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Not Until The System Is Reformed


Thursday, May. 30, 2002

It is often said that crisis brings out the best in America. To some extent, the response on September 11 and thereafter bears out this adage. Unimagined tragedy inspired magnificent feats of courage and compassion.

But the quality of our systemic response has been no triumph. Despite a security threat of near missile crisis proportion, our national leadership remains mired in a partisan chess game - a pawn-takes-pawn of public posturing and finger-pointing.

The game is heading inexorably towards stalemate, and as long as we allow politicians to play it, it will effectively preclude meaningful planning or reform.

Sincerity So Tainted by Political Game-Playing, Even Terrorism Warnings Are Suspect

In the latest installment of a long-since tiresome saga, Washington is currently transfixed by a debate over whether there should be an independent investigation of how law enforcement and, ultimately, the Bush Administration handled the once only potential threat that Middle Eastern terrorists would hijack domestic aircraft.

In a similar vein, our leaders now tell us that we face the virtual inevitability that suicide bombers will strike in America, and that the nation's most implacable and irresponsible enemies are certain to obtain weapons of mass destruction. Vice President Cheney has gone so far as to say that another terrorist attack is "virtually certain." No one seems seriously to doubt these predictions. Yet it's hard to escape the cynical conclusion that the timing of the Administration's orchestrated campaign of warnings was motivated more by politics than public safety - and, worse yet, these warnings come unaccompanied by any significant countermeasures.

For the first time in a long time, a real crisis is upon us. Those who are enemies of our values, and who envy our power, pose a genuine threat to our way of life and seek the means of killing us by the tens of thousands.

Yet our system seems incapable of producing a creative, constructive, and far-sighted counter-strategy. Year after year of bitterly divided government has largely sapped our system of the capacity for effective response, even in the face of potential catastrophe.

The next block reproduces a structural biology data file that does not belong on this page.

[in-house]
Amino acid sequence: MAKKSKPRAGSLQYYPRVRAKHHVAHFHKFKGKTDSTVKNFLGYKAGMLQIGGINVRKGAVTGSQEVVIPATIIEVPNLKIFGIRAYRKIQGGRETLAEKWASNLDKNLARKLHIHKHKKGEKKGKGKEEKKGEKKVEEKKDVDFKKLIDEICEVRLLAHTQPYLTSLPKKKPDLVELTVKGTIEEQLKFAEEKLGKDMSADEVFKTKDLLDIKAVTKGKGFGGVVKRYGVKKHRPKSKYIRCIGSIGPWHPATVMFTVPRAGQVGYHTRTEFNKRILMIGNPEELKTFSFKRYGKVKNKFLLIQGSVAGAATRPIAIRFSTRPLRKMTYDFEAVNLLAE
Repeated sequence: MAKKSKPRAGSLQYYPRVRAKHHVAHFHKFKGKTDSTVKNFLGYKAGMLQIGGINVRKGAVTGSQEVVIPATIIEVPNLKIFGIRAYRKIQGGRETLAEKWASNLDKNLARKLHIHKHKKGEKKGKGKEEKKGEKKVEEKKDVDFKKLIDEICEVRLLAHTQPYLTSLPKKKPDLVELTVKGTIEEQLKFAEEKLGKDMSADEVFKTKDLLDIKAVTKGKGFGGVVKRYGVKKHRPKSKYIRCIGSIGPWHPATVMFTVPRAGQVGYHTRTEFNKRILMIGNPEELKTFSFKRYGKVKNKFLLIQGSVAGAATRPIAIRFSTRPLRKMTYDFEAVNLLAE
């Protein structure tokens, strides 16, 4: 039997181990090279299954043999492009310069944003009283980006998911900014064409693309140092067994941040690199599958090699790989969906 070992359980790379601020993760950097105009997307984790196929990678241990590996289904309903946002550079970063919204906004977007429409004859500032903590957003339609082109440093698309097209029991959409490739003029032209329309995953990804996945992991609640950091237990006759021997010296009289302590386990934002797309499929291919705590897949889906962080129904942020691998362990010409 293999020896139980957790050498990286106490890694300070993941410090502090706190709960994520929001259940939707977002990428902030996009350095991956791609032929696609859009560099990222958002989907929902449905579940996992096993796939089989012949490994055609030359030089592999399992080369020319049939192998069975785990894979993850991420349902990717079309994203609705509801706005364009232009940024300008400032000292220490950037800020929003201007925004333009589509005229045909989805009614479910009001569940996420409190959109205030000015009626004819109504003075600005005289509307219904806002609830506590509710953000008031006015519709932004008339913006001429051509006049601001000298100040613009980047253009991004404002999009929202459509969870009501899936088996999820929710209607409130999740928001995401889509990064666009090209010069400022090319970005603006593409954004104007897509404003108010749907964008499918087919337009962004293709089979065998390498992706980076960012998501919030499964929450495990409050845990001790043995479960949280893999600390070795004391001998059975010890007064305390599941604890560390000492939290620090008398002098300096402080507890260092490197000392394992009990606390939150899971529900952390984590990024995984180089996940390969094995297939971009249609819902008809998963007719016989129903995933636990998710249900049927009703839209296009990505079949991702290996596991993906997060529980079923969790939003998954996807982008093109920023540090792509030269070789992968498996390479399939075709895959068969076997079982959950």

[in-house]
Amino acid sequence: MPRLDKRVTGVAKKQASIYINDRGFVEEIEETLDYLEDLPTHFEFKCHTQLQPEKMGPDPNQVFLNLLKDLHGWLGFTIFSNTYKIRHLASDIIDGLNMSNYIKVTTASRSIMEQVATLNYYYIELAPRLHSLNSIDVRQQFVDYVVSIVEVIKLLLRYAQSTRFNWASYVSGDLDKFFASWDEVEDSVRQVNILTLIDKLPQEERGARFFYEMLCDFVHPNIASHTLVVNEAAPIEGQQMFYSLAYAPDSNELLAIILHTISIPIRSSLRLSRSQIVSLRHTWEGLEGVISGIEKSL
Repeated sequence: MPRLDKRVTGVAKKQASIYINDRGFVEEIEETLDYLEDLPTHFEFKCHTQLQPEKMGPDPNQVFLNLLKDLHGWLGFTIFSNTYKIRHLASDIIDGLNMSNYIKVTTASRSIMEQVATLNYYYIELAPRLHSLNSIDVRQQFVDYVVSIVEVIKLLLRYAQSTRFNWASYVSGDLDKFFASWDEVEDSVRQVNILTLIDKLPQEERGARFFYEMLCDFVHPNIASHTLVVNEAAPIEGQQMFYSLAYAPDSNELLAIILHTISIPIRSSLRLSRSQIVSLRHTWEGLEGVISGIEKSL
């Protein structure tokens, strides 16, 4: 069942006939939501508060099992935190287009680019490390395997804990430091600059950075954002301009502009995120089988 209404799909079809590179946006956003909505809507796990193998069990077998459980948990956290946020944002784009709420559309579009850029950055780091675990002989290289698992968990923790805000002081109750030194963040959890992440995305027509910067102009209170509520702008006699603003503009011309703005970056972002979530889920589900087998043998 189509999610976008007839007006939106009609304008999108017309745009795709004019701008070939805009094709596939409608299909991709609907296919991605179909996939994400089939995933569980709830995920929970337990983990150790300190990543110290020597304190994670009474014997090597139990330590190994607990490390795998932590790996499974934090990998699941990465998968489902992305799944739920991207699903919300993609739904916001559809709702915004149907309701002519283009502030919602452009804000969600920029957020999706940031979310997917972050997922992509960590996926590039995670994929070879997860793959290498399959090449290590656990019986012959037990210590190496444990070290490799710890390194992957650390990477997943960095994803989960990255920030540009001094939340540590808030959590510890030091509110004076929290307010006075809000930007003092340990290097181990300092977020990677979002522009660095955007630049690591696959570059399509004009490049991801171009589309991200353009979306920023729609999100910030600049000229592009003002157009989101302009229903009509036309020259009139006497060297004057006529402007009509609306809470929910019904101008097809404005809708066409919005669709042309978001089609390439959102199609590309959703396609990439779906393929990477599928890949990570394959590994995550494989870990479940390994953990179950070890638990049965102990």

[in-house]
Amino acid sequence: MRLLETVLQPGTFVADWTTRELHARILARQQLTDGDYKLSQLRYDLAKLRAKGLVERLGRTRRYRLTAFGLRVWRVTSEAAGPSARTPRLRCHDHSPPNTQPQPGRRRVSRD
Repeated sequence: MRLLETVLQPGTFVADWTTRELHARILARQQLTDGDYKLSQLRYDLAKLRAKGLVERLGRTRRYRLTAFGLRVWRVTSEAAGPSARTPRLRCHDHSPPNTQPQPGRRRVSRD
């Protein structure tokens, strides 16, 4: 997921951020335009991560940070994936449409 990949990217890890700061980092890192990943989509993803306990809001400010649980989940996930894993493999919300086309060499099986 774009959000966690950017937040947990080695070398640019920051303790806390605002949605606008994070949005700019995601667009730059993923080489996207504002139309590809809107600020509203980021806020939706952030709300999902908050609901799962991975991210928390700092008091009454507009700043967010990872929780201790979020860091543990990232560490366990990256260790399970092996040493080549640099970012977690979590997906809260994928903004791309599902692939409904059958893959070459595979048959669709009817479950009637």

Instead we maneuver mainly to apportion blame. What should be the true thrust of the "What Bush Knew," and "What the FBI Knew" investigation - using the experience of past failures to better assess future terrorism threats - is relegated to the sidelines.

It will not do us much good to have measured out culpability with an eyedropper if future attacks do come. A Presidential party switch would be cold comfort for the casualties and their families. Yet for the Administration to avoid an investigation, for fear it will be misused to assign blame, will only make the likelihood of those attacks more probable.

What is really needed is a sincere investigation geared towards prevention, not blame, but I do not know if within our system, such an investigation is even possible.

Another Quagmire Threatens: A Cycle of Cynicism Fulfilled Precludes Real Change

I cannot point to a magic escape route from the dangerous swamp in which our political culture is mired. But it is not so difficult to identify some of the missteps that have led us into quagmire, and that must be retraced prior to exodus.

For a generation - since Vietnam, I would say - we have been engaged in a relentless assault on the very idea of government. In a bitter irony, the political class has decided that the path to public office must be paved with contempt for the institutions of government and the possibility of effective governance.